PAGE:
by Adam S. Posen, Peterson Institute for International Economics
Prepared for the Tokyo Club–Brookings Financial Seminar 2006
Revised for publication
© Peterson Institute for International Economics 2007.
The author is grateful to Robert Litan for the invitation to participate in the Tokyo Club–Brookings Financial Seminar 2006.
The papers by Yasuyuki Fuchita and Yuta Seki are of extraordinary detail and include some very useful information in their figures and tables. Upon their publication in the latest volume by the Brookings Institution and the Nomura Institute of Capital Markets Research, I am confident that they will become references for all financial market observers. At the same time, it is worth calling attention to the very phenomenon that the authors themselves carefully establish in regard to exchange-traded funds (ETFs), real estate investment trusts (REITs), and mortgage securitization: the ongoing innovation in Japanese financial markets, and the ever wider adoption and use of sophisticated financial instruments by Japanese investors and issuers.
This is a particularly good time to call attention in the United States and elsewhere in the English-speaking world to such healthy developments. With the leadership transition in Japan from Junichiro Koizumi to the current Prime Minister Shinzo Abe, many Western observers have wondered out loud and in print whether the deregulation thrust that Koizumi supposedly began would continue. Such questions show how underappreciated the financial transformation in Japan to date has been. Although it is true that Koizumi and his then financial services minister Heizo Takenaka bravely cleaned up the banking crisis left to them by their predecessors’ willful neglect, financial deregulation had been underway in Japan for 20 years.1 The “Big Bang” financial liberalization begun by Ryutaro Hashimoto in 1996 was largely completed by the time Koizumi took office in 2001, even though the full benefits could not be seen until the banking system had been recapitalized by Koizumi and Takenaka (and the Bank of Japan had supported the country’s recovery from deflation).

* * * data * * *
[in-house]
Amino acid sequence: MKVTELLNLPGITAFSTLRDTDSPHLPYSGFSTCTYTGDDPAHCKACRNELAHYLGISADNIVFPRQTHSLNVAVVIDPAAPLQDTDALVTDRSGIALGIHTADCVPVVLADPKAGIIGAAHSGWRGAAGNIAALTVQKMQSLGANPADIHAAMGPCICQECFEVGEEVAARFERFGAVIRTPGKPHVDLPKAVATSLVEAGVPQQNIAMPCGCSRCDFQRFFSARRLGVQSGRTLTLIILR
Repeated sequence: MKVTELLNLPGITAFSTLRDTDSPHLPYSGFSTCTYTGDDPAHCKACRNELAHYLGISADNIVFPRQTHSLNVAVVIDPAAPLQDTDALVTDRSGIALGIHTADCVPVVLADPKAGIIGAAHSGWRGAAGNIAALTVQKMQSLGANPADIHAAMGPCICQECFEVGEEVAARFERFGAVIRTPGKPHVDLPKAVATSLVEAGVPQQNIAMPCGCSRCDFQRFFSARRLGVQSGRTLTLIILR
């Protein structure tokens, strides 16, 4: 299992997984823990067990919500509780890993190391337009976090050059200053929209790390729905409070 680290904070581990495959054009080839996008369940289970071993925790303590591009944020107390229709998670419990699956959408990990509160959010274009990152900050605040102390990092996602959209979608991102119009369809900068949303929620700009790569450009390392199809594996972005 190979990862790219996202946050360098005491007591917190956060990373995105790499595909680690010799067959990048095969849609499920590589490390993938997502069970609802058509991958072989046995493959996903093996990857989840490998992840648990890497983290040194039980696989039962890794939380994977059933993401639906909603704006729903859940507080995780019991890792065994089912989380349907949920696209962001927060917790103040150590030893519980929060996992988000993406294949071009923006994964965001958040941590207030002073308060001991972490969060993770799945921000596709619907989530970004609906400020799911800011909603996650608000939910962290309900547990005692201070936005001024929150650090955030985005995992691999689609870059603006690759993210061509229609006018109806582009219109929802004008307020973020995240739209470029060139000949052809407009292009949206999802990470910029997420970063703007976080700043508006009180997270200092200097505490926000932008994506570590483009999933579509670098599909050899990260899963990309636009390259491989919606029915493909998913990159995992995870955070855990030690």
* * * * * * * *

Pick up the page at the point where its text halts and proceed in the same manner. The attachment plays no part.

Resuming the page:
This sustained period of liberalization and consolidation has completely transformed corporate finance in Japan as well as the structure and behavior of the Japanese financial system. This transformation has gone much too far to be reversed, and it has vastly narrowed the difference between the types of financial products offered and corporate financing behavior in Tokyo and such products and behavior in New York or London. Household investment behavior and corporate governance in Japan may still leave a lot to be desired from the point of view of the market or the economist, but that should not obscure what has taken place. So the excellent expositions of the long and steady progress of the new financial instruments outlined by Fuchita and Seki are important simply as documentation of this ongoing trend.